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When Supply Meets Demand: Wage Inequality in Portugal

  • Centeno, Mario

    ()

    (Banco de Portugal)

  • Novo, Alvaro A.

    ()

    (Banco de Portugal)

Wage inequality in Portugal increased over the last quarter of century. The period from 1982 to 1995 witnessed strong increases in both upper- and lower-tail inequality. A shortage of skills combined with skill-biased technological changes are at the core of this evolution. Since 1995, lower-tail inequality decreased, while upper-tail inequality increased at a slower rate. The supply of high-skilled workers more than doubled during this period, contributing significantly to the slowdown. Polarization of employment demand is the more credible explanation for the more recent evolution. As in other developed economies, for instance Germany and the United States, we show that institutions played a minor role in shaping changes in inequality.

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Paper provided by Institute for the Study of Labor (IZA) in its series IZA Discussion Papers with number 4592.

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Length: 37 pages
Date of creation: Nov 2009
Date of revision:
Publication status: forthcoming in: IZA Journal of European Labor Studies, 2014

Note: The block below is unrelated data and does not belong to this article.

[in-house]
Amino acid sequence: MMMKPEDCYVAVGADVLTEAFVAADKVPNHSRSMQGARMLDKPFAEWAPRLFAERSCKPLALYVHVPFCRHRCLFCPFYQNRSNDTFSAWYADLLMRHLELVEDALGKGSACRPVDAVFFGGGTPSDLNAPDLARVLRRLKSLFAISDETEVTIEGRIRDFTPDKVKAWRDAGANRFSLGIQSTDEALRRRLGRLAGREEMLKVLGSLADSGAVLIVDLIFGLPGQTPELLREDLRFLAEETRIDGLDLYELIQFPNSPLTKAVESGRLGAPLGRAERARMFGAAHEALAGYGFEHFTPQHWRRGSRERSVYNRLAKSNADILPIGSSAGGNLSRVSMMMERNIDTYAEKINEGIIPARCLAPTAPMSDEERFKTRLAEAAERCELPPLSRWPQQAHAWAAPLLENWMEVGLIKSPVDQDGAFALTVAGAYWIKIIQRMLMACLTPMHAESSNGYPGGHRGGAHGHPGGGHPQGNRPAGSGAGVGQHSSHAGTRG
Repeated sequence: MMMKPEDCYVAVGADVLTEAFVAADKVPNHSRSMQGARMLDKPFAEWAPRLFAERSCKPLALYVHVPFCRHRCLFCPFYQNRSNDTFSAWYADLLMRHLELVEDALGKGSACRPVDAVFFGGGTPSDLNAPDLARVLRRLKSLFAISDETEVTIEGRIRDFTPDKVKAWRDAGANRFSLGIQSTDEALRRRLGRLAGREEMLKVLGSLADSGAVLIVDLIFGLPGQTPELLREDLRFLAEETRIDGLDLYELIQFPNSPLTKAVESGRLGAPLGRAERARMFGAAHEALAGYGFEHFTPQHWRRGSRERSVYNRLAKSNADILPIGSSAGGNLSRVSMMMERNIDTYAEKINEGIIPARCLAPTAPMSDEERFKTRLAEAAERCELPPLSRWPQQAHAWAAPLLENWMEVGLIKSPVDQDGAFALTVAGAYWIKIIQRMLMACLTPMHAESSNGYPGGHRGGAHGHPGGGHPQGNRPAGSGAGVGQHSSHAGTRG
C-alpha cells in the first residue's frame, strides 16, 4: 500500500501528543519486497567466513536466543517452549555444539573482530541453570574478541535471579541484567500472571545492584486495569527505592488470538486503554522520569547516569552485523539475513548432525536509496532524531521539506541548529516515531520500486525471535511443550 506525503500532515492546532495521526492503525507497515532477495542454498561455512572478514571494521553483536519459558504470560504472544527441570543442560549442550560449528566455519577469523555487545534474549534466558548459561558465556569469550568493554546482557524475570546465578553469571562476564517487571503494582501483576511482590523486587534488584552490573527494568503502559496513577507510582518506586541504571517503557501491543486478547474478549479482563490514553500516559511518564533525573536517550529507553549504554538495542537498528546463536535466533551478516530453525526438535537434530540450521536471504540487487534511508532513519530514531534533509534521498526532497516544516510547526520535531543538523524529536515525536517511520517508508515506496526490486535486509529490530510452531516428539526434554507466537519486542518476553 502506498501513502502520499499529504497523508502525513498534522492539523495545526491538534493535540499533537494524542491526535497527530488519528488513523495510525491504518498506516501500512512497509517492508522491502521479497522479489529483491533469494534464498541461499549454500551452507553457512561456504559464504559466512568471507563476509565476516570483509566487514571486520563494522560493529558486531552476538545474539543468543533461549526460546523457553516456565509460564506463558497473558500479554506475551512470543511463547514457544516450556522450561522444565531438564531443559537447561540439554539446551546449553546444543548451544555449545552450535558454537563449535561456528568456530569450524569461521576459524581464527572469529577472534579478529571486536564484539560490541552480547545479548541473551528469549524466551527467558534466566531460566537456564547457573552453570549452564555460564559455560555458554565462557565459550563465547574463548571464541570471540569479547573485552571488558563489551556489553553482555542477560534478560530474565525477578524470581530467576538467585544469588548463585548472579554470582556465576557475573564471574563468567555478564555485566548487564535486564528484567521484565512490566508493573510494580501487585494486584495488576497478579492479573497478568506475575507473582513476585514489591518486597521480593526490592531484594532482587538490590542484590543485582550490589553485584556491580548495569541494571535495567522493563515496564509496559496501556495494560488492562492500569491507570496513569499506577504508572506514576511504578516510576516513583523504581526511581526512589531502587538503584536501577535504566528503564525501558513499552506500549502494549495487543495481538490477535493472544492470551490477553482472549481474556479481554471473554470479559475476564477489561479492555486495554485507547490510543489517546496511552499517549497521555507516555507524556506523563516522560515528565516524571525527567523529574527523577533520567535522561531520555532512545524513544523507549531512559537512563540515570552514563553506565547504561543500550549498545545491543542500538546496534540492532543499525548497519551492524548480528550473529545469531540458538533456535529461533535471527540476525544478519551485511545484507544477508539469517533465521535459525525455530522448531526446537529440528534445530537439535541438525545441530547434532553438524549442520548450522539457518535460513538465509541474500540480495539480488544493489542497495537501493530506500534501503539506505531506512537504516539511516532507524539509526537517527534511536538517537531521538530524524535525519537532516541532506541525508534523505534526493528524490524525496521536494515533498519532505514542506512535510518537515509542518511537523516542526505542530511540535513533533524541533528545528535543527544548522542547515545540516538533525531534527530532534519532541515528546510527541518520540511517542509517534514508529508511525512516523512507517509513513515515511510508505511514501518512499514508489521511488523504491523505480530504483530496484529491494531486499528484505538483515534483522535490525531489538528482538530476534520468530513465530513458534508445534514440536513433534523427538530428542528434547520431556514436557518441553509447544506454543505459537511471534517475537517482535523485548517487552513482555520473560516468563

Handle: RePEc:iza:izadps:dp4592
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  1. David Card & John E. DiNardo, 2002. "Skill-Biased Technological Change and Rising Wage Inequality: Some Problems and Puzzles," Journal of Labor Economics, University of Chicago Press, vol. 20(4), pages 733-783, October.
  2. Pedro S. Martins, 2008. "Dismissals for cause: The difference that just eight paragraphs can make," Working Papers 24, Queen Mary, University of London, School of Business and Management, Centre for Globalisation Research.
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  5. José Mata & José A. F. Machado, 2005. "Counterfactual decomposition of changes in wage distributions using quantile regression," Journal of Applied Econometrics, John Wiley & Sons, Ltd., vol. 20(4), pages 445-465.
  6. Christian Dustmann & Johannes Ludsteck & Uta Schönberg, 2009. "Revisiting the German Wage Structure," The Quarterly Journal of Economics, MIT Press, vol. 124(2), pages 843-881, May.
  7. Lawrence F. Katz & Kevin M. Murphy, 1991. "Changes in Relative Wages, 1963-1987: Supply and Demand Factors," NBER Working Papers 3927, National Bureau of Economic Research, Inc.
  8. DiNardo, John & Fortin, Nicole M & Lemieux, Thomas, 1996. "Labor Market Institutions and the Distribution of Wages, 1973-1992: A Semiparametric Approach," Econometrica, Econometric Society, vol. 64(5), pages 1001-44, September.
  9. José A. F. Machado & José Mata, 2001. "Earning functions in Portugal 1982-1994: Evidence from quantile regressions," Empirical Economics, Springer, vol. 26(1), pages 115-134.
  10. Cardoso, Ana Rute, 1998. "Earnings Inequality in Portugal: High and Rising?," Review of Income and Wealth, International Association for Research in Income and Wealth, vol. 44(3), pages 325-43, September.
  11. Martins, Pedro S. & Pereira, Pedro T., 2004. "Does education reduce wage inequality? Quantile regression evidence from 16 countries," Labour Economics, Elsevier, vol. 11(3), pages 355-371, June.
  12. David H. Autor & Lawrence F. Katz & Melissa S. Kearney, 2008. "Trends in U.S. Wage Inequality: Revising the Revisionists," The Review of Economics and Statistics, MIT Press, vol. 90(2), pages 300-323, May.
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